- The Washington Times - Wednesday, January 9, 2019

Anyone who frequents the Washington Capitals’ free-to-attend practices in Arlington, Virginia, knows that Jakub Vrana is most often the last player to leave the ice. He works solo on his shot, specialty plays or whatever skill is on his mind that day.

Even after posting two goals and an assist in the Capitals’ 5-3 win over the Philadelphia Flyers on Tuesday — Vrana’s first three-point performance in a regular season game — the 22-year-old littered his postgame talk with reporters with variations of the same phrase: “I can always get better.”

The Capitals’ youngest forward in a lineup with multiple blossoming stars won’t tap the brakes on his work ethic now.

“I feel like always the young guys should stay on the ice a little longer,” Vrana said. “Unless they injured or something, they should stay longer on the ice and work on their game. … I’ve been doing that pretty much all my life. When I feel it, I’m just gonna stay out there and work on my game.”

It’s easy to forget Vrana was a rookie just last season. His two goals Tuesday tied, then eclipsed his 2017-18 total of 13, and he has half the season to go to set a new career high. The Czech Republic native is second on the team in goals (14) and tied for fifth in points (24).

On his assist and his first goal, in particular, Vrana showed off his breakaway speed to make the plays. He picked up a puck from a defensive zone faceoff and beat a few Flyers to the goal line, where a quick centering pass to the crease gave Tom Wilson an easy goal.

Then, in the second period, he stole the puck from Philadelphia’s No. 1 center, Sean Couturier, and sped away all alone to score.

“You cannot always go so fast. You have to read the situation,” Vrana said. “Obviously I try to use it as much as I can and when I see the chance to skate I do it. I think I’m a good skater and I just try to use it as much as I can.”

Coach Todd Reirden certainly believes Vrana is a good skater, too. He said he likes to come up with “comparables” for some of his players, and while he wouldn’t divulge which past or present NHL players Vrana reminded him of, it came down to the element of speed.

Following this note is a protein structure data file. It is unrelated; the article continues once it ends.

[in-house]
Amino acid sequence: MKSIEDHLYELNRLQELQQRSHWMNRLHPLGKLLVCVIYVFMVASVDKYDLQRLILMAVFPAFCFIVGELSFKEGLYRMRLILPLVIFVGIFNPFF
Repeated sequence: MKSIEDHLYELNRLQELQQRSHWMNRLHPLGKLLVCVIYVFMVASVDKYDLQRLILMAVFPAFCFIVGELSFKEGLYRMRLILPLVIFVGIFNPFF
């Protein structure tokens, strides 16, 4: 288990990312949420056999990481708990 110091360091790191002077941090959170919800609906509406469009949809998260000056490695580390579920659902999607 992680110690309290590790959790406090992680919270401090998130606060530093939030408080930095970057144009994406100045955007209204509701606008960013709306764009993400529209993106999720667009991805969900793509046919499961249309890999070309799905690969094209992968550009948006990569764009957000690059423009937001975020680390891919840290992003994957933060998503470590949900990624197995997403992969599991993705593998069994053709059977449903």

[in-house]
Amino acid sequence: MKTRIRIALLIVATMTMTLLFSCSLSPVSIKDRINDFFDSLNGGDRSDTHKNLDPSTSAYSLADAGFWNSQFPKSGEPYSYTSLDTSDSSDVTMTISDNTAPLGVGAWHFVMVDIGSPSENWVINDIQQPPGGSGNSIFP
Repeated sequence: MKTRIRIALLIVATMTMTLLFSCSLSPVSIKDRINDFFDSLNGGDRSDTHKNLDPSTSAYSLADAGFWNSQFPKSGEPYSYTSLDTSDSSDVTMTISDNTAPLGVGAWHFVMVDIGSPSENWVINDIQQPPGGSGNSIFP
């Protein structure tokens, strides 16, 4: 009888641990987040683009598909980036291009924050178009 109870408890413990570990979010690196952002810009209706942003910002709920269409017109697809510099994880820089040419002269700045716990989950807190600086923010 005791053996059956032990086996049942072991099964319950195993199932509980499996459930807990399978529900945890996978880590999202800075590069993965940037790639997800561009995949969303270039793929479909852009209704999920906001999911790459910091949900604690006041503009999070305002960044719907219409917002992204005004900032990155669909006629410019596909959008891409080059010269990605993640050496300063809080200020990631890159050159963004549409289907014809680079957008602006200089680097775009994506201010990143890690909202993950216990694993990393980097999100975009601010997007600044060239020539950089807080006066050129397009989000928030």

“We’ve talked a lot about how those players use speed to affect the game. Everyone can have an effect [in] a different way, and Vrana’s is definitely with his speed and his instincts to pick passes off,” Reirden said.

The offseason is still a ways off, but given the flashes Vrana has shown last postseason and this year, his contract situation is worth pointing out. The winger’s entry-level deal expires after this season, when he’ll become a restricted free agent. If there’s any candidate on this team for an in-season extension, a la Lars Eller this time last year, it would be Vrana.

Goalie Pheonix Copley, who picked up his 10th win of the year Tuesday, played with Vrana for a while with the AHL Hershey Bears not long ago. He hasn’t been surprised by Vrana’s NHL success.

“He’s very highly skilled and very fast, as everyone can see,” Copley said. “It’s great. He spends a lot of time working on his game. So anytime you see a guy who works that hard, it means that much, it’s that much more special to watch.”

And lucky for Washington, it’s not likely Vrana will slow down soon — either in his game speed or in his post-practice efforts.

“It can always be better,” Vrana said with a bit of a laugh. “I’ve been saying that all the time. You can think too much about numbers and you can get into your head too much. So just try to go day by day, enjoying the NHL here with these guys and just working hard and try to bring it every game.”

• Adam Zielonka can be reached at azielonka@washingtontimes.com.

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